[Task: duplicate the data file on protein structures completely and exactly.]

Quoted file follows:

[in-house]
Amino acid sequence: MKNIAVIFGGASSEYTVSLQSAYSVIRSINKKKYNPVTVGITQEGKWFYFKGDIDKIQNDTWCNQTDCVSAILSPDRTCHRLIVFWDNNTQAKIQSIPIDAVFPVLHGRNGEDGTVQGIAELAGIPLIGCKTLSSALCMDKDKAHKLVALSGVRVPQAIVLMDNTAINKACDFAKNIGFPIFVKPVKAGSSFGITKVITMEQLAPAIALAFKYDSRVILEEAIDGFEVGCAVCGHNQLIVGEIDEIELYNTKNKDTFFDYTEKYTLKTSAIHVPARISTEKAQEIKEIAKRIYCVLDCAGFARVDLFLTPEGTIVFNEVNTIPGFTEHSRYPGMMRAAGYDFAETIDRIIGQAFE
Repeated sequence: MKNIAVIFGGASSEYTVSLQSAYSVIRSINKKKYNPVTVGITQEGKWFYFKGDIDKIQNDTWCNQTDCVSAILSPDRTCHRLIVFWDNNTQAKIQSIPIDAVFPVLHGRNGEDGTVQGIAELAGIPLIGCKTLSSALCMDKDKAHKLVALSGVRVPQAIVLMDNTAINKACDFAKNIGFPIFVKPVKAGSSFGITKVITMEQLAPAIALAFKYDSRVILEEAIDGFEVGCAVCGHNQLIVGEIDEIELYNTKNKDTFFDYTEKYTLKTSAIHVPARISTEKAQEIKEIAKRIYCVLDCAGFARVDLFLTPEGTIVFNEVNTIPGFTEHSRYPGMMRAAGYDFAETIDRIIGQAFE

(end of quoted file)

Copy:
[in-house]
Amino acid sequence: MKNIAVIFGGASSEYTVSLQSAYSVIRSINKKKYNPVTVGITQEGKWFYFKGDIDKIQNDTWCNQTDCVSAILSPDRTCHRLIVFWDNNTQAKIQSIPIDAVFPVLHGRNGEDGTVQGIAELAGIPLIGCKTLSSALCMDKDKAHKLVALSGVRVPQAIVLMDNTAINKACDFAKNIGFPIFVKPVKAGSSFGITKVITMEQLAPAIALAFKYDSRVILEEAIDGFEVGCAVCGHNQLIVGEIDEIELYNTKNKDTFFDYTEKYTLKTSAIHVPARISTEKAQEIKEIAKRIYCVLDCAGFARVDLFLTPEGTIVFNEVNTIPGFTEHSRYPGMMRAAGYDFAETIDRIIGQAFE
Repeated sequence: MKNIAVIFGGASSEYTVSLQSAYSVIRSINKKKYNPVTVGITQEGKWFYFKGDIDKIQNDTWCNQTDCVSAILSPDRTCHRLIVFWDNNTQAKIQSIPIDAVFPVLHGRNGEDGTVQGIAELAGIPLIGCKTLSSALCMDKDKAHKLVALSGVRVPQAIVLMDNTAINKACDFAKNIGFPIFVKPVKAGSSFGITKVITMEQLAPAIALAFKYDSRVILEEAIDGFEVGCAVCGHNQLIVGEIDEIELYNTKNKDTFFDYTEKYTLKTSAIHVPARISTEKAQEIKEIAKRIYCVLDCAGFARVDLFLTPEGTIVFNEVNTIPGFTEHSRYPGMMRAAGYDFAETIDRIIGQAFE